The New Year is more than just a change in calendar, it presents the perfect opportunity to change yourself by making a commitment to become better. Whether that be by exercising to get in shape, dieting to lose weight, or simply saving more money, all forms of self-betterment are on the table. New Year’s resolutions, however, should not only be saved for one’s personal life. Professional development should also be top of mind. So, as we embark on a brand-new year decade (!!!), there’s no better time than now to focus on how best to further your career through professional development.
It all begins with realistic expectations. According to US News & World Report, roughly 80% of resolutions fail by the second week of February. If you’re serious about your career, don’t let yourself become a part of this statistic. Here then, are 5 realistic resolutions you can make that’ll set your career up for success in the near future.
Strengthen Old Connections
Make this the year that you proactively reach out to people in your existing network and strengthen old connections (i.e. past colleagues, schoolmates, childhood friends, etc.). Take them out for lunch, grab a cup of coffee, or simply just spend 15 minutes over the phone catching up. The power of your professional network cannot be overstated. It can support you by helping you find connections in your industry, or in an industry you’re trying to break into, and it can also help you find leads for jobs at specific companies. The right employee referral can increase your chances of landing a job tenfold.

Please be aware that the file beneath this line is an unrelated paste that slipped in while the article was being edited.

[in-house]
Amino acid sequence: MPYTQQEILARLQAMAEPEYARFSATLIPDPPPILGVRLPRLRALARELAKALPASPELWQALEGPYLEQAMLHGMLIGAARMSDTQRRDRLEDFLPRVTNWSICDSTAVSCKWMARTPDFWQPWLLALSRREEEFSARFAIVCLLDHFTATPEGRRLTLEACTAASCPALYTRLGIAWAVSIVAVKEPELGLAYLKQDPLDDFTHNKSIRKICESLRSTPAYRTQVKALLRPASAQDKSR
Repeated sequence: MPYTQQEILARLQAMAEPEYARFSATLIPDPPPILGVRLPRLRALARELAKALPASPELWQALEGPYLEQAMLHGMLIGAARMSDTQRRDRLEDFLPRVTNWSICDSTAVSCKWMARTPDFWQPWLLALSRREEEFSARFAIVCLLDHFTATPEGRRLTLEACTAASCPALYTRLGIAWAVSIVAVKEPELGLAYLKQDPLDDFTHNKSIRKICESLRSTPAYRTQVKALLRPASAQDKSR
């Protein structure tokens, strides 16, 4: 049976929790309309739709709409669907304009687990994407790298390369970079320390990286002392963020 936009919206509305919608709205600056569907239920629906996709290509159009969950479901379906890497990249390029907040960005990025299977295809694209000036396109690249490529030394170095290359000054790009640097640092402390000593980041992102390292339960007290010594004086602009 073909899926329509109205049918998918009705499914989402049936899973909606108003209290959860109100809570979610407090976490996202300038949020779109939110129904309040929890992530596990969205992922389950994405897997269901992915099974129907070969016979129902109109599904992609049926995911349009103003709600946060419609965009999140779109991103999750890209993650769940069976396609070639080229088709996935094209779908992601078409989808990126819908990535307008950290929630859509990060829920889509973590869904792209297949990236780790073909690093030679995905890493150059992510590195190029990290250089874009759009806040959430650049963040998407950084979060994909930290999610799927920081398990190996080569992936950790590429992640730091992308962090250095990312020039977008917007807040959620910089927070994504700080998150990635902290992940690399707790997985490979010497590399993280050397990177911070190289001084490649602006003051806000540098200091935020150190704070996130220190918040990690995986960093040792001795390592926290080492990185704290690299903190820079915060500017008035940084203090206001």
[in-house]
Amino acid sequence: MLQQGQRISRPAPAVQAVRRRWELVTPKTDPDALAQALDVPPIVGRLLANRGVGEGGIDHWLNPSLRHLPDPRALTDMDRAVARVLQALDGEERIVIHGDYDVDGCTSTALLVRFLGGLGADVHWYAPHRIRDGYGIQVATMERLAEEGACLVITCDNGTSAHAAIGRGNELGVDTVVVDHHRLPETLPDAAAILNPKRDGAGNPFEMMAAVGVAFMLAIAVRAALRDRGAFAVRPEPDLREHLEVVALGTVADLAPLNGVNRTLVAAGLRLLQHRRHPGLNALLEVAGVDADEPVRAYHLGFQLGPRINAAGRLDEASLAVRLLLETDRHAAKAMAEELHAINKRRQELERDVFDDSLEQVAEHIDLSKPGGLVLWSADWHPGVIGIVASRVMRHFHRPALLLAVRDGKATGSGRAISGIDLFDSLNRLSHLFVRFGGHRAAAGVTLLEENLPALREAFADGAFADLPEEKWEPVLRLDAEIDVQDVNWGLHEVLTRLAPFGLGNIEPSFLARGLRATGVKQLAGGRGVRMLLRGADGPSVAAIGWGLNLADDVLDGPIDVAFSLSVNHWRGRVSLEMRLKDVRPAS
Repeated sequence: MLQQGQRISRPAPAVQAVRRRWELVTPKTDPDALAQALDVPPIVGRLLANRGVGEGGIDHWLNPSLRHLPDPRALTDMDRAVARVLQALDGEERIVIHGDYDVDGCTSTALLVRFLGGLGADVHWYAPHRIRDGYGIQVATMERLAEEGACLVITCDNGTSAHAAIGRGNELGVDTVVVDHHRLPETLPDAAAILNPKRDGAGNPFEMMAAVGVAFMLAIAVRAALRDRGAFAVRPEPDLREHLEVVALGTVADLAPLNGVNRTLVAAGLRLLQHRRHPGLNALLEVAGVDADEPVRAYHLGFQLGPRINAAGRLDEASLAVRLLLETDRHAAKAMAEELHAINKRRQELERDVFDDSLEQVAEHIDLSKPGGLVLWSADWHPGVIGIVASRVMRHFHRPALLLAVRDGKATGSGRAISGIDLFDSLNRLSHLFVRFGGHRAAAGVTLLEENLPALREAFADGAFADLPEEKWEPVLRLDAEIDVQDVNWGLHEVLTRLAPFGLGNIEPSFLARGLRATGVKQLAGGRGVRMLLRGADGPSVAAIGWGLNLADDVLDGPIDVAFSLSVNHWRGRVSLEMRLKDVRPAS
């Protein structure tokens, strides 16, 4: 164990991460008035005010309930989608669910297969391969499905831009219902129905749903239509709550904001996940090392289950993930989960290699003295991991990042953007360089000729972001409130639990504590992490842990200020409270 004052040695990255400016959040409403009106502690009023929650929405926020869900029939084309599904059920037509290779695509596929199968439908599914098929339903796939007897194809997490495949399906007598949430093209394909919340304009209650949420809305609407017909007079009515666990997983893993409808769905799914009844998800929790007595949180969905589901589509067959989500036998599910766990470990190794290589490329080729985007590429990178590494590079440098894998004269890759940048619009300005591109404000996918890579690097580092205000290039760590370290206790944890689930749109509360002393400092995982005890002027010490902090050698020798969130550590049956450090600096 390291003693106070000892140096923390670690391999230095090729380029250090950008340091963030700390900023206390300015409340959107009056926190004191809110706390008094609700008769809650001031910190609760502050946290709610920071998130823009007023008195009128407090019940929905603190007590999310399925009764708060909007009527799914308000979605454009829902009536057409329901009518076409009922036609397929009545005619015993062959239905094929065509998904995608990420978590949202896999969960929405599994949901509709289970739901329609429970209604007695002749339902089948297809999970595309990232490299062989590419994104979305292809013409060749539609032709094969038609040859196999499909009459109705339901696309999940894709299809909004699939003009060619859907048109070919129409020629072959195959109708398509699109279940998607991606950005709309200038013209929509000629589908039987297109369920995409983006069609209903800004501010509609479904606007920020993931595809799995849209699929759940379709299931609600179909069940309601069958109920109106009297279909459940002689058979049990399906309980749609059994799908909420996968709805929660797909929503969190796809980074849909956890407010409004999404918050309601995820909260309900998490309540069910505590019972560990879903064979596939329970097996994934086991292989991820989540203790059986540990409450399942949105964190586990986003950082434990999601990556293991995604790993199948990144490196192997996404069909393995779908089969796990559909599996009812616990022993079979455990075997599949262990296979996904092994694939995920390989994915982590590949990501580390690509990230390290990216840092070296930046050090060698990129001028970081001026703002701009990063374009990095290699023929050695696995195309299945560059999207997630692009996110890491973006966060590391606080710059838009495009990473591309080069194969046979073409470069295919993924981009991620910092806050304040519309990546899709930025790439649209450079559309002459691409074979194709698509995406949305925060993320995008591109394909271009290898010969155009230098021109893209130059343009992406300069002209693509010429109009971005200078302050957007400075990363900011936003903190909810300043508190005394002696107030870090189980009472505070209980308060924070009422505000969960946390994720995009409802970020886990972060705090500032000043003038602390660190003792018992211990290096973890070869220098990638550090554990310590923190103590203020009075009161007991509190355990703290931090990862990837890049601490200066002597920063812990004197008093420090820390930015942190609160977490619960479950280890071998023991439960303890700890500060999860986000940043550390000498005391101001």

Just as important as strengthening old connections, making new ones is equally as important. When it’s done well, networking will not only help you land a job faster, but it can also give you a competitive edge – “It’s not what you know, it’s who you know.”
To do so, become active on LinkedIn and join groups related to your field that you can actively participate in. Then take those connections from online to offline when possible (i.e. meet in person). You can also build upon your professional network and make new connections at conferences, tech events, or after-work socials. Consult our previous blog for how to get the most out of such events.
Expand Your Skill Set
In the ever-evolving world of technology, you can never rest on your laurels. So, make a concerted effort to learn new skills and to strengthen existing ones. Learn all you can about emerging technology, become certified, and if you have an expired certification, become re-certified. Certifications, and other accolades, can help you land a job because they showcase your skill set and prove the claims stated on your resume.
Communication brings people together and closer to each other. So instead of putting your head down to focus on your work, keep it up (in a figurative sense). Return emails and calls promptly, inform your colleagues about where you’re at on a project and ask if they’re in need of any assistance on theirs. Talk to people and strengthen those workplace relationships. This practice will help you improve upon your communication skills, a highly desirable soft skill, and ingratiate you with your fellow coworkers.
Be Willing to Take Risks
Where there’s no risk, there’s no reward. According to Valerie Oswalt, the former VP of sales, west area for Mondelēz International (now CEO of Century Snacks, LLC), “If you’re not taking risks in your career, you might actually be creating more risk for yourself.” So, don’t let inhibitions, or a fear of failure, hold you back. Try new things and volunteer to partake in tasks you have not done before. You will not only learn and grow from this venture, but it’ll also help you to get noticed along the way.
While resolutions are never easy to keep, if you make a determined effort to uphold these, you’ll quickly be asking yourself what took you so long to make them.